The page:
The genius in this, as in many of Kay’s novels, is to juxtapose the intimate stories of individuals who feel absolutely like real people, with big stories — the rise and fall of empires — and show us what impact individuals can have on the course of history — as well as what they can’t do. Because he makes his characters so vivid and alive, we root for them even when we don’t agree with them. If you asked me whether it was better for a country to live peacefully in a smaller territory and avoid war, or engage in a huge costly war of conquest and expansion, I would definitely approve of the first option — yet by halfway through the book I’d become so immersed in Ren Daiyan’s character that I wanted him to succeed in his quest to bring back the lost days of Kitai’s glory. To me, that’s one sign of a great writer.

If you find Kay’s writing slow or hard to get into, as some do, this probably won’t be the book to change your mind — his typical intricate style and careful pacing is on display here, as are a few stylistic and plot tropes that are familiar to his regular readers (once we got near the end, I was able to predict the ending because it was similar to a plot twist Kay has used in other books). And the usual fantasy-novel problem of keeping track of characters’ made-up names is compounded her by them being made up Chinese names — even more challenging for an English-speaking reader, and there were a couple of minor characters I never did get straightened out. But these are minor quibbles about a lovely book. My main problem reading this was trying to distract myself and draw it out longer so I wouldn’t race through it too quickly. I enjoyed being in the world of the book so much that I tried to make it last nearly a week instead of the day or two that I could have read it in. Though Kay’s fantasy contains very little magic in the usual fantasy-novel sense, his ability to build a real world and draw readers into it is truly magical.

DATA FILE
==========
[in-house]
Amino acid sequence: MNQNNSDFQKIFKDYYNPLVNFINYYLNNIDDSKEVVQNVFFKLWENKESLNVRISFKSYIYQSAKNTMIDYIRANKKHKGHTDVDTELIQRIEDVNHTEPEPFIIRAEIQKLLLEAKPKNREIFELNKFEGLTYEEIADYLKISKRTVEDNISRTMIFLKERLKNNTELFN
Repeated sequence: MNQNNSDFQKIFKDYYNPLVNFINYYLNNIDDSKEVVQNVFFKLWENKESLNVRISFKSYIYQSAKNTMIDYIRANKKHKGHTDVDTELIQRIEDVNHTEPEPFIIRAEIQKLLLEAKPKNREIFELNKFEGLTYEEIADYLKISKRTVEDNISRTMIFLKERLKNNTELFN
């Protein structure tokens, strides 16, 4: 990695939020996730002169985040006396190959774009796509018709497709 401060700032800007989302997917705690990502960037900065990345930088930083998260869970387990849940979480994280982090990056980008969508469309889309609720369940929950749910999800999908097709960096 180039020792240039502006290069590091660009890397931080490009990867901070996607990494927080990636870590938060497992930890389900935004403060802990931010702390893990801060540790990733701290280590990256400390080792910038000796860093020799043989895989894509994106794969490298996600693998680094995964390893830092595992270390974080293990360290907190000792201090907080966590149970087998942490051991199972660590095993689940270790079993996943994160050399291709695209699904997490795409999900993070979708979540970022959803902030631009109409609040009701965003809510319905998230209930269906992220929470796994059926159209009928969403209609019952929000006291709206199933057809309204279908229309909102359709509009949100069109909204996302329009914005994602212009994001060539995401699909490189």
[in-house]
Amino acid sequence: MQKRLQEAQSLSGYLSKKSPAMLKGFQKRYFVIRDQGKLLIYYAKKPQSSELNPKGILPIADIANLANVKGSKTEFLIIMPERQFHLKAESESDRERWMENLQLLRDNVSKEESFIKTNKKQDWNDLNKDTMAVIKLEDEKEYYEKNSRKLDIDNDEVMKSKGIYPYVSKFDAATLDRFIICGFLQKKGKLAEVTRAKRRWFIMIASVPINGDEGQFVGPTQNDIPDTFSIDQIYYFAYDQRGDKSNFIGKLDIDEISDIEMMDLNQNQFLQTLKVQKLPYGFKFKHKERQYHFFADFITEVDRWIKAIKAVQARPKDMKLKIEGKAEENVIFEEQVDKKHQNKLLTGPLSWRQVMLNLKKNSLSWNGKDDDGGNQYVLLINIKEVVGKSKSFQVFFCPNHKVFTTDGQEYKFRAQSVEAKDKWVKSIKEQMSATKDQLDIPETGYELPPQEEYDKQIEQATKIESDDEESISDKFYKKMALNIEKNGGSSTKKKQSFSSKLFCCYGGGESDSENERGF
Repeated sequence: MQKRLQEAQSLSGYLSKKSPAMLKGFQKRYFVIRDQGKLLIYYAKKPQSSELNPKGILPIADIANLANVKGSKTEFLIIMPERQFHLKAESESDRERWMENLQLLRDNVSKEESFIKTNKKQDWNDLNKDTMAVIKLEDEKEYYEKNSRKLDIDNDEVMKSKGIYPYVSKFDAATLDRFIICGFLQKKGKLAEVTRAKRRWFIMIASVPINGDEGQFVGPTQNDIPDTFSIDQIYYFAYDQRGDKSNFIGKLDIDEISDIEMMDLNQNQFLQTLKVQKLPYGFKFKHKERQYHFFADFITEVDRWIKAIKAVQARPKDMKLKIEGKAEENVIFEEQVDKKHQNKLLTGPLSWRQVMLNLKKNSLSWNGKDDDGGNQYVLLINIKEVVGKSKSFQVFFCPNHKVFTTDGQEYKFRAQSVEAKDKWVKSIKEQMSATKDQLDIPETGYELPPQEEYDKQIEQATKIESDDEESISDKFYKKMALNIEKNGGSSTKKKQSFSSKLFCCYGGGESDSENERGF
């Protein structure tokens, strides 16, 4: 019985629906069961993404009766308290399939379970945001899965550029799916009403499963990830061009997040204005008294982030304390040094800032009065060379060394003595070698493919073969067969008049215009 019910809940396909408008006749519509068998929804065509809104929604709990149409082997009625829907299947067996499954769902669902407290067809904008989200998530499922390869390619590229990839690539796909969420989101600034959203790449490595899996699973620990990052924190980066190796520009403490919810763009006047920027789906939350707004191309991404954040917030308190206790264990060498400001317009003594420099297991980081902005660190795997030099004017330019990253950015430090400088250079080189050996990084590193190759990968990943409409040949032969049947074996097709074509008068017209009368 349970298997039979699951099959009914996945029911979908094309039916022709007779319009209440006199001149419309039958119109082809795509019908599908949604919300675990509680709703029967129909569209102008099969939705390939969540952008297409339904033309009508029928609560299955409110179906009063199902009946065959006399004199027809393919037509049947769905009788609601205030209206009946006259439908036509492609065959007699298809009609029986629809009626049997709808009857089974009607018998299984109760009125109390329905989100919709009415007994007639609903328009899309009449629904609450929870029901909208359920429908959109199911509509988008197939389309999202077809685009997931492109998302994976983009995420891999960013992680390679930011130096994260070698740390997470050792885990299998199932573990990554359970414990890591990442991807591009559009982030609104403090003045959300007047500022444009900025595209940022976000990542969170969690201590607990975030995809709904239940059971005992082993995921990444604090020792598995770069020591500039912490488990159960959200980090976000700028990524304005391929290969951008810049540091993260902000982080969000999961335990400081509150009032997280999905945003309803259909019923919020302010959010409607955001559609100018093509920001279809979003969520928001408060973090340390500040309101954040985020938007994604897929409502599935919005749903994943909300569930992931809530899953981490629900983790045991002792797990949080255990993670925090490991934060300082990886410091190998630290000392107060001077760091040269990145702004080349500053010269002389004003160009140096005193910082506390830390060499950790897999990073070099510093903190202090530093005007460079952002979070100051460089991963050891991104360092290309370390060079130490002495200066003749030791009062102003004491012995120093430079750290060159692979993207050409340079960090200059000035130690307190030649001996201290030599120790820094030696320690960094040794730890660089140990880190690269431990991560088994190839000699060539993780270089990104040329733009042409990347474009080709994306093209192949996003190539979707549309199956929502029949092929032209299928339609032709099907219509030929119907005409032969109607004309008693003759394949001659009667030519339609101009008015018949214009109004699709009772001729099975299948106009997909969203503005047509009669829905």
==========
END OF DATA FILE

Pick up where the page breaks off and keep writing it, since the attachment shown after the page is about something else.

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Filed under Canadian author, Fiction -- fantasy, Fiction -- historical

Does Jesus Really Love Me? by Jeff Chu

doesjesuslovemeThis book, subtitled A Gay Christian’s Pilgrimage in Search of God in America, is a must-read for anyone interested in the deep divide in American Christianity between those who want to welcome gays and lesbians as fully participating members of their churches, and those who believe gays and lesbians must change their orientation or at least remain celibate if they are to be pleasing to God and acceptable as church members. Jeff Chu, himself a gay man with a partner, grew up in a conservative Chinese Baptist home. Like many gay Christians, he struggled after coming out, trying to reconcile his faith with his sexual orientation. However, Chu is also a journalist, so rather than just writing a memoir exploring his own experiences, he set off on a journey across the U.S., interviewing dozens of people — gays, lesbians, fundamentalists, gay and lesbian fundamentalists, Ted Haggard, Fred Phelps … pretty much the whole gamut of people who might have a stake in this issue.